Being in a wheelchair sometimes changed the way people treated him and even made him a target for bullies. There were times growing up when he even hated his disability. 

“Some people might treat you differently,” he says.

“I think for people that are born with their disability, it’s often really tough because kids are brutal sometimes.

“It’s just about being patient but also resilient to make sure you don’t let the people that give you a hard time get to you."

He credits an epiphany in his later teens with his current positive outlook: for every one person who treated him badly, Alcott realised, there were thousands of others who treated him with the fairness and dignity everyone deserves. 

The secret, he says, is getting out into the community. The more you try, the more fun you'll have, he says. 

“It’s just about starting small” he says.

“I love being in a wheelchair, I love having a disability. I’m very proud of it and I just want more people to be proud of who they are too. You might be a bit different but everybody wants to be different.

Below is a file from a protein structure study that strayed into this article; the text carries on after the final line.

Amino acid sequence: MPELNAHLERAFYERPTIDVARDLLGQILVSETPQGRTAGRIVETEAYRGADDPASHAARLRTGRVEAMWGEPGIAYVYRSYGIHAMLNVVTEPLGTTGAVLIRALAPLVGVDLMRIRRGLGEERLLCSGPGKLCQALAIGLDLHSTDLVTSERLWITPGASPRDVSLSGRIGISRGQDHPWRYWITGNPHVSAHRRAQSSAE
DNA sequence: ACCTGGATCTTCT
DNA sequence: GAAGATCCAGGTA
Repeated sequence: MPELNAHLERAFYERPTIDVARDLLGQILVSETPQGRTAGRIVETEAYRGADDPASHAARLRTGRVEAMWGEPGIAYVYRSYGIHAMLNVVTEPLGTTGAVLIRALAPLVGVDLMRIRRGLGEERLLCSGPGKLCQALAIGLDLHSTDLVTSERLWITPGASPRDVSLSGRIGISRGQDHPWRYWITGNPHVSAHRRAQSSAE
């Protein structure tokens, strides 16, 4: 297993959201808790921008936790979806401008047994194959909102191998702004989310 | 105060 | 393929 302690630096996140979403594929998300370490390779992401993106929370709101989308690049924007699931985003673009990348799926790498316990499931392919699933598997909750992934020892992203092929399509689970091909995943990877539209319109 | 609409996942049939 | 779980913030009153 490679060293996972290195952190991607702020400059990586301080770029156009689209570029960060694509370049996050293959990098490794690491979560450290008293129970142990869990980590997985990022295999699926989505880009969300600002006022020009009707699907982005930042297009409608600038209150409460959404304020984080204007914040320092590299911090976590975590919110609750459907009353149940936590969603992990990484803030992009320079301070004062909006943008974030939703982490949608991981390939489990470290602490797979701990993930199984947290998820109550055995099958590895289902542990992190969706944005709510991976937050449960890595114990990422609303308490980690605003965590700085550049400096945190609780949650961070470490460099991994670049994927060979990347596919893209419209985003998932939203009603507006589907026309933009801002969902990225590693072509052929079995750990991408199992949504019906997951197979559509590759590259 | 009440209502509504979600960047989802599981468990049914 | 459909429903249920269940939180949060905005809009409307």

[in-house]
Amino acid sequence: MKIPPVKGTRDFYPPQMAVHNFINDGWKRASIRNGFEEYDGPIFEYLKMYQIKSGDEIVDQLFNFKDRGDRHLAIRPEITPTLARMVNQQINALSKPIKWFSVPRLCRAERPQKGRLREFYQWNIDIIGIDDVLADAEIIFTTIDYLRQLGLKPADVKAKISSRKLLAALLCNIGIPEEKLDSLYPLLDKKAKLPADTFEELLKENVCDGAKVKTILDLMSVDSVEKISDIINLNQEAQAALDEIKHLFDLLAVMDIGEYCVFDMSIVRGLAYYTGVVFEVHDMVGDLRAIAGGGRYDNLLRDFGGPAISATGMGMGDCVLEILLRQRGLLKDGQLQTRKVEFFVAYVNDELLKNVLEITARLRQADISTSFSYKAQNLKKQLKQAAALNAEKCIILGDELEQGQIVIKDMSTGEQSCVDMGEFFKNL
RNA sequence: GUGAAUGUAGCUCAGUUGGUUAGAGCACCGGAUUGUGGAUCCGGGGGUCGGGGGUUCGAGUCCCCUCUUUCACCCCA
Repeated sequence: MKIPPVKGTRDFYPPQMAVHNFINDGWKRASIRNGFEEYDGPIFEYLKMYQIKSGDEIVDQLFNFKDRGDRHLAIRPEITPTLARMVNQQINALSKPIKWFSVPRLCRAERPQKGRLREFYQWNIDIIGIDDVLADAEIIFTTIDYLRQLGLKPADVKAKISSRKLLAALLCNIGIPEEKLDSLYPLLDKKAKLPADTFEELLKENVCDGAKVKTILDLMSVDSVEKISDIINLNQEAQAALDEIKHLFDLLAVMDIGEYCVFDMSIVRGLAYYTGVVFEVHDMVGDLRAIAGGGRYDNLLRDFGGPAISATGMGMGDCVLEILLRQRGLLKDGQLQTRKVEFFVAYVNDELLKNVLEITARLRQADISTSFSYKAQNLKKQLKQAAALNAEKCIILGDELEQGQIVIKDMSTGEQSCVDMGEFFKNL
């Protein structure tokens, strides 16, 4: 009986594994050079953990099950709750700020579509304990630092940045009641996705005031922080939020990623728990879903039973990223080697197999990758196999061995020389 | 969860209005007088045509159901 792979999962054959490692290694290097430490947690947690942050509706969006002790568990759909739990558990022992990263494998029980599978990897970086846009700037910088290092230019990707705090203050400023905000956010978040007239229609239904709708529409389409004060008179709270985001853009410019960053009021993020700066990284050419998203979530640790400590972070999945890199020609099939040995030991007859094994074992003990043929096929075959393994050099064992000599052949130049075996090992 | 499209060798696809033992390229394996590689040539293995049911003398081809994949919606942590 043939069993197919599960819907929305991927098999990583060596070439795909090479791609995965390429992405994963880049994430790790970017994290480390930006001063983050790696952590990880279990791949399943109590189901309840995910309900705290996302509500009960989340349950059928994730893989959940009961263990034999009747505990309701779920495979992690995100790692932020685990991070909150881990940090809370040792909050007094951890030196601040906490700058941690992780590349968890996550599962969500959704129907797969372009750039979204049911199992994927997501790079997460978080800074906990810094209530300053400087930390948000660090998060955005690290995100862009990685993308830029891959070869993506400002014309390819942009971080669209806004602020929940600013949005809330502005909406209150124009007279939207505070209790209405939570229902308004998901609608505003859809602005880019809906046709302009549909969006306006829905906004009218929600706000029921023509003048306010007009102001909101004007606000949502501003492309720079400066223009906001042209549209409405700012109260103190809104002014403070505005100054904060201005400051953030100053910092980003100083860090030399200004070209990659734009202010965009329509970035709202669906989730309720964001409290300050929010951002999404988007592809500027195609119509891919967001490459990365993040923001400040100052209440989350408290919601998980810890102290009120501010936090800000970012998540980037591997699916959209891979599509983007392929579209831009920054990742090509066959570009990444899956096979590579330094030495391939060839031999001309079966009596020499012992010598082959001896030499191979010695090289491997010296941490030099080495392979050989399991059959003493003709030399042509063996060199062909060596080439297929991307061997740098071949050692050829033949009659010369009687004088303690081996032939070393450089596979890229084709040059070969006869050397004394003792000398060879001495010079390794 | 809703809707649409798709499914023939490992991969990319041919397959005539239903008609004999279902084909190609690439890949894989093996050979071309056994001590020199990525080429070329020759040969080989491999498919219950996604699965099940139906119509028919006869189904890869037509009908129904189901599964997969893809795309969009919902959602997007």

“Everyone wears different clothes, lives in different houses, has different jobs and does different things. So what better way to be different than to have a disability? As long as you can embrace it, be happy and proud of whom you are."

He's advising the S.S.N. to expand their involvement in sport by partnering with "able body sporting clubs" as well. 

“You don’t need these big huge programs where everybody has a disability. You can actually integrate someone like me into any program as there is ways to do it such as changing the rules and systems to suit anybody with any sort of disability,” he says.

“The first time I was being a normal person was when I started playing basketball and tennis".

He comments on how it’s so great to see people that are passionate about trying to help each other, especially in Samoa where people with a disability may not get as many opportunities as they deserve.

"I really enjoyed being able to come to talk to them,” he says.

His advice for the S.S.N. is to keep pushing through, never give up and hopefully to receive more support from the Government and private sector in the form of employment opportunities for members. 

A.N.Z. has brought Alcott to Samoa as an ambassador for the bank and helped establish his connection with the S.S.N. (Last year the bank made a donation of $35,000 tala to the S.S.N.'s operations).